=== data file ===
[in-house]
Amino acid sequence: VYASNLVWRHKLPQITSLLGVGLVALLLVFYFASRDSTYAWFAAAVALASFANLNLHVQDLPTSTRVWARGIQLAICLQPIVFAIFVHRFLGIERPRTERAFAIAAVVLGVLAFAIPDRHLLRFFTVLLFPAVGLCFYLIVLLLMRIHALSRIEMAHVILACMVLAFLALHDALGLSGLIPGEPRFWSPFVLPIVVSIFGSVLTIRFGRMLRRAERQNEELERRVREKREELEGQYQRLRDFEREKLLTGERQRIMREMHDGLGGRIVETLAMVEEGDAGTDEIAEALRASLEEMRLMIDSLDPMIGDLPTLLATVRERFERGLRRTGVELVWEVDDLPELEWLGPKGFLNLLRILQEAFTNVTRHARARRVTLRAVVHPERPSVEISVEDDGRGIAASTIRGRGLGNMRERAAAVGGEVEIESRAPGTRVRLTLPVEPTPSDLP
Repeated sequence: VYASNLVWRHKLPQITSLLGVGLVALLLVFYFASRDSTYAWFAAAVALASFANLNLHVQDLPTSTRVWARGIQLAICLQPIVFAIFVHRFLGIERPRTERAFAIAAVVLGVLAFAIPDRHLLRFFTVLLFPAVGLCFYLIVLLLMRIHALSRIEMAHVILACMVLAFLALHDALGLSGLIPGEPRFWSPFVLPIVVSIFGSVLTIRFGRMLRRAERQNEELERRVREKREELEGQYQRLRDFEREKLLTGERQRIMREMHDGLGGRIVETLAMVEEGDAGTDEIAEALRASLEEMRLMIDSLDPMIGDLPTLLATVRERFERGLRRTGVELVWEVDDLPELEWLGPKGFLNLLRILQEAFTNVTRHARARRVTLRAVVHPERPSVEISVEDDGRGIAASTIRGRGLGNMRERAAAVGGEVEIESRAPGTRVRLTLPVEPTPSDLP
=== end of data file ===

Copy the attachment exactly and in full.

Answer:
[in-house]
Amino acid sequence: VYASNLVWRHKLPQITSLLGVGLVALLLVFYFASRDSTYAWFAAAVALASFANLNLHVQDLPTSTRVWARGIQLAICLQPIVFAIFVHRFLGIERPRTERAFAIAAVVLGVLAFAIPDRHLLRFFTVLLFPAVGLCFYLIVLLLMRIHALSRIEMAHVILACMVLAFLALHDALGLSGLIPGEPRFWSPFVLPIVVSIFGSVLTIRFGRMLRRAERQNEELERRVREKREELEGQYQRLRDFEREKLLTGERQRIMREMHDGLGGRIVETLAMVEEGDAGTDEIAEALRASLEEMRLMIDSLDPMIGDLPTLLATVRERFERGLRRTGVELVWEVDDLPELEWLGPKGFLNLLRILQEAFTNVTRHARARRVTLRAVVHPERPSVEISVEDDGRGIAASTIRGRGLGNMRERAAAVGGEVEIESRAPGTRVRLTLPVEPTPSDLP
Repeated sequence: VYASNLVWRHKLPQITSLLGVGLVALLLVFYFASRDSTYAWFAAAVALASFANLNLHVQDLPTSTRVWARGIQLAICLQPIVFAIFVHRFLGIERPRTERAFAIAAVVLGVLAFAIPDRHLLRFFTVLLFPAVGLCFYLIVLLLMRIHALSRIEMAHVILACMVLAFLALHDALGLSGLIPGEPRFWSPFVLPIVVSIFGSVLTIRFGRMLRRAERQNEELERRVREKREELEGQYQRLRDFEREKLLTGERQRIMREMHDGLGGRIVETLAMVEEGDAGTDEIAEALRASLEEMRLMIDSLDPMIGDLPTLLATVRERFERGLRRTGVELVWEVDDLPELEWLGPKGFLNLLRILQEAFTNVTRHARARRVTLRAVVHPERPSVEISVEDDGRGIAASTIRGRGLGNMRERAAAVGGEVEIESRAPGTRVRLTLPVEPTPSDLP